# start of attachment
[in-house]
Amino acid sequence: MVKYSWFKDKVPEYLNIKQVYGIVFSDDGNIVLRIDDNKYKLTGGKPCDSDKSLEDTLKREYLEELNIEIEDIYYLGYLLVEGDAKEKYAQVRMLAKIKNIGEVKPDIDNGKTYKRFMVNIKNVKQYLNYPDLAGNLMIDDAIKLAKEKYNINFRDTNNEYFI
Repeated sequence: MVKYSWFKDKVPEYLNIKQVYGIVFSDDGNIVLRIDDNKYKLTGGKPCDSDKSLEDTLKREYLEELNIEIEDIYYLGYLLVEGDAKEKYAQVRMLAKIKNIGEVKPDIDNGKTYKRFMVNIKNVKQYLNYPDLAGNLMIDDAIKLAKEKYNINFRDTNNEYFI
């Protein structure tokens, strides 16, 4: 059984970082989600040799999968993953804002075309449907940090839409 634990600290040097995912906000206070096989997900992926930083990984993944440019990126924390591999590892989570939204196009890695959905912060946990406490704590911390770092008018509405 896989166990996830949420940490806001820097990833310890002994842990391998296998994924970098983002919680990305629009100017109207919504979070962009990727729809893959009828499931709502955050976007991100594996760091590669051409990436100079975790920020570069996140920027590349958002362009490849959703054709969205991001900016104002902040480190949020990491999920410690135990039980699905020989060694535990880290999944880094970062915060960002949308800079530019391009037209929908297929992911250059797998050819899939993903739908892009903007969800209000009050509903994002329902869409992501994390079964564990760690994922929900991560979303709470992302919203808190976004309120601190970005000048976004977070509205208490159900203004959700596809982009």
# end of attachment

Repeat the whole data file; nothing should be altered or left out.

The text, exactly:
[in-house]
Amino acid sequence: MVKYSWFKDKVPEYLNIKQVYGIVFSDDGNIVLRIDDNKYKLTGGKPCDSDKSLEDTLKREYLEELNIEIEDIYYLGYLLVEGDAKEKYAQVRMLAKIKNIGEVKPDIDNGKTYKRFMVNIKNVKQYLNYPDLAGNLMIDDAIKLAKEKYNINFRDTNNEYFI
Repeated sequence: MVKYSWFKDKVPEYLNIKQVYGIVFSDDGNIVLRIDDNKYKLTGGKPCDSDKSLEDTLKREYLEELNIEIEDIYYLGYLLVEGDAKEKYAQVRMLAKIKNIGEVKPDIDNGKTYKRFMVNIKNVKQYLNYPDLAGNLMIDDAIKLAKEKYNINFRDTNNEYFI
């Protein structure tokens, strides 16, 4: 059984970082989600040799999968993953804002075309449907940090839409 634990600290040097995912906000206070096989997900992926930083990984993944440019990126924390591999590892989570939204196009890695959905912060946990406490704590911390770092008018509405 896989166990996830949420940490806001820097990833310890002994842990391998296998994924970098983002919680990305629009100017109207919504979070962009990727729809893959009828499931709502955050976007991100594996760091590669051409990436100079975790920020570069996140920027590349958002362009490849959703054709969205991001900016104002902040480190949020990491999920410690135990039980699905020989060694535990880290999944880094970062915060960002949308800079530019391009037209929908297929992911250059797998050819899939993903739908892009903007969800209000009050509903994002329902869409992501994390079964564990760690994922929900991560979303709470992302919203808190976004309120601190970005000048976004977070509205208490159900203004959700596809982009």